Here’s a weird question: How would you describe red? Or blue? Or gray? If you’ve always been able to see (and you’re not colorblind) you’ve maybe never thought through the concept of color. But it’s something Tommy Edison, who’s been blind since birth, has thought about a lot; it’s the subject of three videos on his popular YouTube channel about life as a blind person.
This week, he published a video in which he asked sighted people at last weekend’s VidCon in Anaheim, California, to explain colors, and it’s kind of hilarious watching people fumble in their attempts to put something like “red” into words:
Some of the highlights:
On red: “Red is, it’s in your face. It gets your attention. Fire is red, and stuff like that’s red. Red also sort of pops out at you and grabs you. We make fire engines red, because we want people to notice them. We make logos on chip bags red when we want people to notice them. It stands out a lot.”
On green: “Green is very springlike, it’s very, ah, leafy, so if you imagine tree leaves and what not. I always imagine that’s how green feels. I like green because they say it inspires creativity, so if you thought of a really creative moment in your life, that’s what green looks like.”
On gray: “The thing that makes me think of gray is the smell of rain on asphalt.”
“Okay — I was going to say, cotton candy. I don’t think it feels pink or blue to me. It feels gray. Like cotton balls.”
“Some people think gray’s hard, though, like metal.”
On brown: “You’re seeing maybe black right now, so brown is close to black. It’s dark. Chocolate is brown. It’s like muddy; mud is brown — it’s a muddy color. I don’t know; it’s kind of yucky.”
Science of Us got Edison on the phone to find out if these well-meaning sighted people’s descriptions of color helped him understand things a little more clearly.
So how did they do? Can people describe colors to a blind person?
You know, there were some really interesting answers there, although there were some contradictions, too. The one that jumped out at me was red. The guy that talks about red in the piece said it’s built to get your attention. Bags of chips: I never knew [they] were red. And Coca-Cola is red! And fire engines. I was thinking that it’s almost like — it might be, like, one of the louder colors. I kind of got that one.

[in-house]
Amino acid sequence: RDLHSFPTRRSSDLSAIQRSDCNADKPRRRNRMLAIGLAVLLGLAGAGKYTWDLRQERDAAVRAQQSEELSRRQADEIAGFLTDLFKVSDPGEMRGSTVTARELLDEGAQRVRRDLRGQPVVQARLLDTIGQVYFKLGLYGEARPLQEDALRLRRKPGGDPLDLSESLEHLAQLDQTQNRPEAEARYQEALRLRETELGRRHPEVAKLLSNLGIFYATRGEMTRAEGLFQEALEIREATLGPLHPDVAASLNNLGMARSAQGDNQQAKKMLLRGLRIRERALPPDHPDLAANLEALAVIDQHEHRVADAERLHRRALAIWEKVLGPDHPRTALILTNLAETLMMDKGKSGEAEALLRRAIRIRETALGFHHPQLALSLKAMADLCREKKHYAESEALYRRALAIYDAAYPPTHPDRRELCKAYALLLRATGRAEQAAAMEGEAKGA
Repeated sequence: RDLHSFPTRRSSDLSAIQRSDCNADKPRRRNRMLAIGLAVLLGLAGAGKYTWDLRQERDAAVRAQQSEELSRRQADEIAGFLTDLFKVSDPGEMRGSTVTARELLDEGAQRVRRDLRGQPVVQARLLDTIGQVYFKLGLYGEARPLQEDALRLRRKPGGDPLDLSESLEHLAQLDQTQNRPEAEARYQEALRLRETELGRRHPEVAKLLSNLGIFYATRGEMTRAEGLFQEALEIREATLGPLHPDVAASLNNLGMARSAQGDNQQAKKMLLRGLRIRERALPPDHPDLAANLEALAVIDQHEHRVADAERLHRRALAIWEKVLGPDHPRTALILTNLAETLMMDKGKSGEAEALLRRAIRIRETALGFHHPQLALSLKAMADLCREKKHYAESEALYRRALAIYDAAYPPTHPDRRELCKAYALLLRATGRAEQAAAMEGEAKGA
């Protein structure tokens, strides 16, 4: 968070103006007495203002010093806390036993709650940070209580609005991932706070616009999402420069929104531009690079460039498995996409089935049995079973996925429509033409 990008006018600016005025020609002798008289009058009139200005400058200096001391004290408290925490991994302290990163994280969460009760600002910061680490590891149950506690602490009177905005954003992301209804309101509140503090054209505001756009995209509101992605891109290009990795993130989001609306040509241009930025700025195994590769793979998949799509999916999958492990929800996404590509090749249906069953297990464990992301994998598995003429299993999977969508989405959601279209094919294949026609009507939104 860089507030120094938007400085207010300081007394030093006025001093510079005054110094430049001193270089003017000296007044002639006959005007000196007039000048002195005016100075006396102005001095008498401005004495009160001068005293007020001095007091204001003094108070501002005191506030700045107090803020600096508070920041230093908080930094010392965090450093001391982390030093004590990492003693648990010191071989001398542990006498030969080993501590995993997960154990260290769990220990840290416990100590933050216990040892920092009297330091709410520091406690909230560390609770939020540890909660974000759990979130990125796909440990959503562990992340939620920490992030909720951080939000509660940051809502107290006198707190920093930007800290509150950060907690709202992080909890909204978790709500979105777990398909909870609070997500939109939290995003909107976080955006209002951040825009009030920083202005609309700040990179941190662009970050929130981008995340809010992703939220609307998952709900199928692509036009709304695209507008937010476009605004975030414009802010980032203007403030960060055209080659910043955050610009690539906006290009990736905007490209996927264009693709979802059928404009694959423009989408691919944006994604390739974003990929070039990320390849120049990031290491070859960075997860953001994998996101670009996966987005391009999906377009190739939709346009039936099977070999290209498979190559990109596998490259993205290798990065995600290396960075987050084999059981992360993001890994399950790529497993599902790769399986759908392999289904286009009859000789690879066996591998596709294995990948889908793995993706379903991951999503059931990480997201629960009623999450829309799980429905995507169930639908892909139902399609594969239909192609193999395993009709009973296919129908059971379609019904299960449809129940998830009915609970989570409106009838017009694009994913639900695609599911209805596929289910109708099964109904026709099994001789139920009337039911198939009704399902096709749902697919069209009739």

And brown, I kind of got, too — like, muddy and dirty, and I just get this sort of heavier feeling from brown, the way people have described it to me. It isn’t loud like red is, but it’s certainly expressive. It creates an atmosphere, is the feeling I got from it. But then, chocolate is also brown! Chocolate is delicious! So, I don’t know; I’m getting mixed signals on brown.
And the other one that jumped out at me is the two guys talking about gray — just that smell, rain on asphalt. I know that smell, if that’s what gray is like. But then he said it felt like cotton candy, which feels soft.
Right, and then the other guy chimes in and says, No, gray is hard, like metal.
Right! So I was getting a little bit of mixed signals there.
Is there one color you’d especially like to see?
I think it might be red. It grabs your attention, and there’s so much stuff in the world that’s red. Red means stop, red means you’re in trouble — if you’re financially in the red, you’re in trouble. Now, I don’t know what that would look like on a sweater! But I kind of get that it’s, like, Warning! It’s supposed to get your attention.
Just judging from the descriptions of color in your video — do you think that sighted people perceive colors the same way?
No, I don’t. There was actually this great video by Vsauce that asked that question: Is your red the same as my red? To hear him talk about color, it sounds like, no, people don’t see the same color. Or, it’s different shades of color. Two people might see the same color and see it differently — whereas I don’t think two people would hear the same sound and hear that differently. I don’t know; it was fun to just hear different people talk about it. It was fascinating.